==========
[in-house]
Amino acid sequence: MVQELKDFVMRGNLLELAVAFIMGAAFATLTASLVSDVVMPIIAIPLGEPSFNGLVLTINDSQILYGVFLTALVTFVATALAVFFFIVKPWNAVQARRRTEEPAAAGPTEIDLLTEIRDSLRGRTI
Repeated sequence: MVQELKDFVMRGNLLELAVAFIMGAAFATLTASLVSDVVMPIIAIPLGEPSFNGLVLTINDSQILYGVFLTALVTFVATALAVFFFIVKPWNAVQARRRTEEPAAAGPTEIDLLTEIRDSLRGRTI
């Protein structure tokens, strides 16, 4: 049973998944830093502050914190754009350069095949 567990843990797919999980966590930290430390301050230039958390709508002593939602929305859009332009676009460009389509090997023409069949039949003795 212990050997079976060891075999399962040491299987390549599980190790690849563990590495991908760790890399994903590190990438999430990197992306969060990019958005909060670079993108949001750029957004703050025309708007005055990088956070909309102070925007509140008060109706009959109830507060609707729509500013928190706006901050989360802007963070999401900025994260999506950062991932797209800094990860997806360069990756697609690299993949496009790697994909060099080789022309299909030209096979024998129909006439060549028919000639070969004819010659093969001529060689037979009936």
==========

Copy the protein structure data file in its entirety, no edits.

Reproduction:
[in-house]
Amino acid sequence: MVQELKDFVMRGNLLELAVAFIMGAAFATLTASLVSDVVMPIIAIPLGEPSFNGLVLTINDSQILYGVFLTALVTFVATALAVFFFIVKPWNAVQARRRTEEPAAAGPTEIDLLTEIRDSLRGRTI
Repeated sequence: MVQELKDFVMRGNLLELAVAFIMGAAFATLTASLVSDVVMPIIAIPLGEPSFNGLVLTINDSQILYGVFLTALVTFVATALAVFFFIVKPWNAVQARRRTEEPAAAGPTEIDLLTEIRDSLRGRTI
């Protein structure tokens, strides 16, 4: 049973998944830093502050914190754009350069095949 567990843990797919999980966590930290430390301050230039958390709508002593939602929305859009332009676009460009389509090997023409069949039949003795 212990050997079976060891075999399962040491299987390549599980190790690849563990590495991908760790890399994903590190990438999430990197992306969060990019958005909060670079993108949001750029957004703050025309708007005055990088956070909309102070925007509140008060109706009959109830507060609707729509500013928190706006901050989360802007963070999401900025994260999506950062991932797209800094990860997806360069990756697609690299993949496009790697994909060099080789022309299909030209096979024998129909006439060549028919000639070969004819010659093969001529060689037979009936």